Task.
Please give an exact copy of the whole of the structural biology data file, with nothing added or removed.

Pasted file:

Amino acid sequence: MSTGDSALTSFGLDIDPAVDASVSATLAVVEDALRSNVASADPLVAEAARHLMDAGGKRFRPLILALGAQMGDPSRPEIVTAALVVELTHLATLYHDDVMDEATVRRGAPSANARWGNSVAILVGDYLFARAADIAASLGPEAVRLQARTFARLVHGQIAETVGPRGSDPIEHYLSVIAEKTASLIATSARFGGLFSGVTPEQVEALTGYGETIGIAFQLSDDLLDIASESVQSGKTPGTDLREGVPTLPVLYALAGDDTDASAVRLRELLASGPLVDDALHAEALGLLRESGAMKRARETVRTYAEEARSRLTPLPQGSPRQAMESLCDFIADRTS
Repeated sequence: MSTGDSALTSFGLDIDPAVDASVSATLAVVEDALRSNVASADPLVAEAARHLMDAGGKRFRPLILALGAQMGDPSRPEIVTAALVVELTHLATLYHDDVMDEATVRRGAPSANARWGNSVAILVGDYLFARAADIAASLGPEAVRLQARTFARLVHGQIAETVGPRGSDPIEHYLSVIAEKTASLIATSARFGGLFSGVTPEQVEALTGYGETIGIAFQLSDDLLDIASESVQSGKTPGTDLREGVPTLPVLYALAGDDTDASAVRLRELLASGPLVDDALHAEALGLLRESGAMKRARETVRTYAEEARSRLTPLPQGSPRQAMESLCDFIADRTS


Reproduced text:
Amino acid sequence: MSTGDSALTSFGLDIDPAVDASVSATLAVVEDALRSNVASADPLVAEAARHLMDAGGKRFRPLILALGAQMGDPSRPEIVTAALVVELTHLATLYHDDVMDEATVRRGAPSANARWGNSVAILVGDYLFARAADIAASLGPEAVRLQARTFARLVHGQIAETVGPRGSDPIEHYLSVIAEKTASLIATSARFGGLFSGVTPEQVEALTGYGETIGIAFQLSDDLLDIASESVQSGKTPGTDLREGVPTLPVLYALAGDDTDASAVRLRELLASGPLVDDALHAEALGLLRESGAMKRARETVRTYAEEARSRLTPLPQGSPRQAMESLCDFIADRTS
Repeated sequence: MSTGDSALTSFGLDIDPAVDASVSATLAVVEDALRSNVASADPLVAEAARHLMDAGGKRFRPLILALGAQMGDPSRPEIVTAALVVELTHLATLYHDDVMDEATVRRGAPSANARWGNSVAILVGDYLFARAADIAASLGPEAVRLQARTFARLVHGQIAETVGPRGSDPIEHYLSVIAEKTASLIATSARFGGLFSGVTPEQVEALTGYGETIGIAFQLSDDLLDIASESVQSGKTPGTDLREGVPTLPVLYALAGDDTDASAVRLRELLASGPLVDDALHAEALGLLRESGAMKRARETVRTYAEEARSRLTPLPQGSPRQAMESLCDFIADRTS